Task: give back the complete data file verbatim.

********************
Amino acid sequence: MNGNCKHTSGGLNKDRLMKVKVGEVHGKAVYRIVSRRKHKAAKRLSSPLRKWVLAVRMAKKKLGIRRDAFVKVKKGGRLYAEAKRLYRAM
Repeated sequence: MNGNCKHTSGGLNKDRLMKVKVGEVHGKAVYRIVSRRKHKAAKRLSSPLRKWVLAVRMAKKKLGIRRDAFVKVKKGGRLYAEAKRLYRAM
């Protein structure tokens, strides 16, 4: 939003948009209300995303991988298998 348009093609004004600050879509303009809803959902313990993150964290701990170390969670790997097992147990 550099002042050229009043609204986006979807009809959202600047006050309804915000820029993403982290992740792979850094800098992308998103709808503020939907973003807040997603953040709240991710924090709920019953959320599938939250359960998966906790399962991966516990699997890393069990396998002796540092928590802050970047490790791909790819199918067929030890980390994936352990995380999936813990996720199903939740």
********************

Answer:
Amino acid sequence: MNGNCKHTSGGLNKDRLMKVKVGEVHGKAVYRIVSRRKHKAAKRLSSPLRKWVLAVRMAKKKLGIRRDAFVKVKKGGRLYAEAKRLYRAM
Repeated sequence: MNGNCKHTSGGLNKDRLMKVKVGEVHGKAVYRIVSRRKHKAAKRLSSPLRKWVLAVRMAKKKLGIRRDAFVKVKKGGRLYAEAKRLYRAM
């Protein structure tokens, strides 16, 4: 939003948009209300995303991988298998 348009093609004004600050879509303009809803959902313990993150964290701990170390969670790997097992147990 550099002042050229009043609204986006979807009809959202600047006050309804915000820029993403982290992740792979850094800098992308998103709808503020939907973003807040997603953040709240991710924090709920019953959320599938939250359960998966906790399962991966516990699997890393069990396998002796540092928590802050970047490790791909790819199918067929030890980390994936352990995380999936813990996720199903939740």